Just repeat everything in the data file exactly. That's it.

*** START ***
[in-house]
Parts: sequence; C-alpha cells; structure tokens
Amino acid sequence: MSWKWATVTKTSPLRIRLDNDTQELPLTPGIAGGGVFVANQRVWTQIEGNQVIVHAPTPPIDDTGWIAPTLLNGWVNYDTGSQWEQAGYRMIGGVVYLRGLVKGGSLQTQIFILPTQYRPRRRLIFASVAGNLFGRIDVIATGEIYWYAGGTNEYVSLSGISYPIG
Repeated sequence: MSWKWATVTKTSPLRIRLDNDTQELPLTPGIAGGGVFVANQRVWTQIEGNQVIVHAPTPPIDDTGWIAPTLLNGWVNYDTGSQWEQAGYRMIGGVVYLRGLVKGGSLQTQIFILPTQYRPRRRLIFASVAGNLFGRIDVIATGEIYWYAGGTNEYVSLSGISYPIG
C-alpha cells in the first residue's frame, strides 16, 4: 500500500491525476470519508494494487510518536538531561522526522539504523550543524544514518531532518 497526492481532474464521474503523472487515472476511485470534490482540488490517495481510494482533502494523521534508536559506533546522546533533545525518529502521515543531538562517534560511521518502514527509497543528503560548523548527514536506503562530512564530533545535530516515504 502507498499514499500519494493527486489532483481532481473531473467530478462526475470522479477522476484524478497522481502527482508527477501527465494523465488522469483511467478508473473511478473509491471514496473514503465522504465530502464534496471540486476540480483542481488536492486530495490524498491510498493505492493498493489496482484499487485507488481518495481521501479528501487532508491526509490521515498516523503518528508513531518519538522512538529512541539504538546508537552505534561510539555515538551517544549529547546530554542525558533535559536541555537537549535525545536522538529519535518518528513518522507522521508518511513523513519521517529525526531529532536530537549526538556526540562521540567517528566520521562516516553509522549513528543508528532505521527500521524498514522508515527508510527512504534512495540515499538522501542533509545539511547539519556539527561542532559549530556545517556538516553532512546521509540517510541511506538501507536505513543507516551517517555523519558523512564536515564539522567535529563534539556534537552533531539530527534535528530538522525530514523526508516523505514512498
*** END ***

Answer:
[in-house]
Parts: sequence; C-alpha cells; structure tokens
Amino acid sequence: MSWKWATVTKTSPLRIRLDNDTQELPLTPGIAGGGVFVANQRVWTQIEGNQVIVHAPTPPIDDTGWIAPTLLNGWVNYDTGSQWEQAGYRMIGGVVYLRGLVKGGSLQTQIFILPTQYRPRRRLIFASVAGNLFGRIDVIATGEIYWYAGGTNEYVSLSGISYPIG
Repeated sequence: MSWKWATVTKTSPLRIRLDNDTQELPLTPGIAGGGVFVANQRVWTQIEGNQVIVHAPTPPIDDTGWIAPTLLNGWVNYDTGSQWEQAGYRMIGGVVYLRGLVKGGSLQTQIFILPTQYRPRRRLIFASVAGNLFGRIDVIATGEIYWYAGGTNEYVSLSGISYPIG
C-alpha cells in the first residue's frame, strides 16, 4: 500500500491525476470519508494494487510518536538531561522526522539504523550543524544514518531532518 497526492481532474464521474503523472487515472476511485470534490482540488490517495481510494482533502494523521534508536559506533546522546533533545525518529502521515543531538562517534560511521518502514527509497543528503560548523548527514536506503562530512564530533545535530516515504 502507498499514499500519494493527486489532483481532481473531473467530478462526475470522479477522476484524478497522481502527482508527477501527465494523465488522469483511467478508473473511478473509491471514496473514503465522504465530502464534496471540486476540480483542481488536492486530495490524498491510498493505492493498493489496482484499487485507488481518495481521501479528501487532508491526509490521515498516523503518528508513531518519538522512538529512541539504538546508537552505534561510539555515538551517544549529547546530554542525558533535559536541555537537549535525545536522538529519535518518528513518522507522521508518511513523513519521517529525526531529532536530537549526538556526540562521540567517528566520521562516516553509522549513528543508528532505521527500521524498514522508515527508510527512504534512495540515499538522501542533509545539511547539519556539527561542532559549530556545517556538516553532512546521509540517510541511506538501507536505513543507516551517517555523519558523512564536515564539522567535529563534539556534537552533531539530527534535528530538522525530514523526508516523505514512498